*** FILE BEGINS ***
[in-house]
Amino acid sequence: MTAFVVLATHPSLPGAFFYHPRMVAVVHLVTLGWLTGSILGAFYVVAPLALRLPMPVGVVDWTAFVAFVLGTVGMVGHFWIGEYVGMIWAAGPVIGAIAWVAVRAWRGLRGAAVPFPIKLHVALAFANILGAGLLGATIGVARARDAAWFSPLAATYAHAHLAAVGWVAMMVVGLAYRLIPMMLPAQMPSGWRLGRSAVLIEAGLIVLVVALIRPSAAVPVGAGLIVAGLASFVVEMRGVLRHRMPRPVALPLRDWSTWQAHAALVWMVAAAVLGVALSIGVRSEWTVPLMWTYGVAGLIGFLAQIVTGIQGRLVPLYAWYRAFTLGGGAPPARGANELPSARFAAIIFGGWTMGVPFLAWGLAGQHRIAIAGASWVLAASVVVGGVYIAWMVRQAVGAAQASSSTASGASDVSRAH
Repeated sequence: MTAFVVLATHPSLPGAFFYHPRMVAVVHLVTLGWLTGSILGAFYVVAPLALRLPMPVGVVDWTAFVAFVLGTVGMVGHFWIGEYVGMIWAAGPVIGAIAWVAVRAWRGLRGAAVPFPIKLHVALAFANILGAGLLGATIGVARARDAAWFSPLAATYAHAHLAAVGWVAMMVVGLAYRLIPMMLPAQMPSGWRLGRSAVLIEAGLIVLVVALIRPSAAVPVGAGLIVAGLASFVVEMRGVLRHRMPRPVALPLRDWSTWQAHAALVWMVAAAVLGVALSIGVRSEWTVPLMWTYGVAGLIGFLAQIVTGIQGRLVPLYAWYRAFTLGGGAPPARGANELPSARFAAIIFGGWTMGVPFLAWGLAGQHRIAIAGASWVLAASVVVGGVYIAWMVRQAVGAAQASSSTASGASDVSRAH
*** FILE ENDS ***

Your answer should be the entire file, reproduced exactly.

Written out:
[in-house]
Amino acid sequence: MTAFVVLATHPSLPGAFFYHPRMVAVVHLVTLGWLTGSILGAFYVVAPLALRLPMPVGVVDWTAFVAFVLGTVGMVGHFWIGEYVGMIWAAGPVIGAIAWVAVRAWRGLRGAAVPFPIKLHVALAFANILGAGLLGATIGVARARDAAWFSPLAATYAHAHLAAVGWVAMMVVGLAYRLIPMMLPAQMPSGWRLGRSAVLIEAGLIVLVVALIRPSAAVPVGAGLIVAGLASFVVEMRGVLRHRMPRPVALPLRDWSTWQAHAALVWMVAAAVLGVALSIGVRSEWTVPLMWTYGVAGLIGFLAQIVTGIQGRLVPLYAWYRAFTLGGGAPPARGANELPSARFAAIIFGGWTMGVPFLAWGLAGQHRIAIAGASWVLAASVVVGGVYIAWMVRQAVGAAQASSSTASGASDVSRAH
Repeated sequence: MTAFVVLATHPSLPGAFFYHPRMVAVVHLVTLGWLTGSILGAFYVVAPLALRLPMPVGVVDWTAFVAFVLGTVGMVGHFWIGEYVGMIWAAGPVIGAIAWVAVRAWRGLRGAAVPFPIKLHVALAFANILGAGLLGATIGVARARDAAWFSPLAATYAHAHLAAVGWVAMMVVGLAYRLIPMMLPAQMPSGWRLGRSAVLIEAGLIVLVVALIRPSAAVPVGAGLIVAGLASFVVEMRGVLRHRMPRPVALPLRDWSTWQAHAALVWMVAAAVLGVALSIGVRSEWTVPLMWTYGVAGLIGFLAQIVTGIQGRLVPLYAWYRAFTLGGGAPPARGANELPSARFAAIIFGGWTMGVPFLAWGLAGQHRIAIAGASWVLAASVVVGGVYIAWMVRQAVGAAQASSSTASGASDVSRAH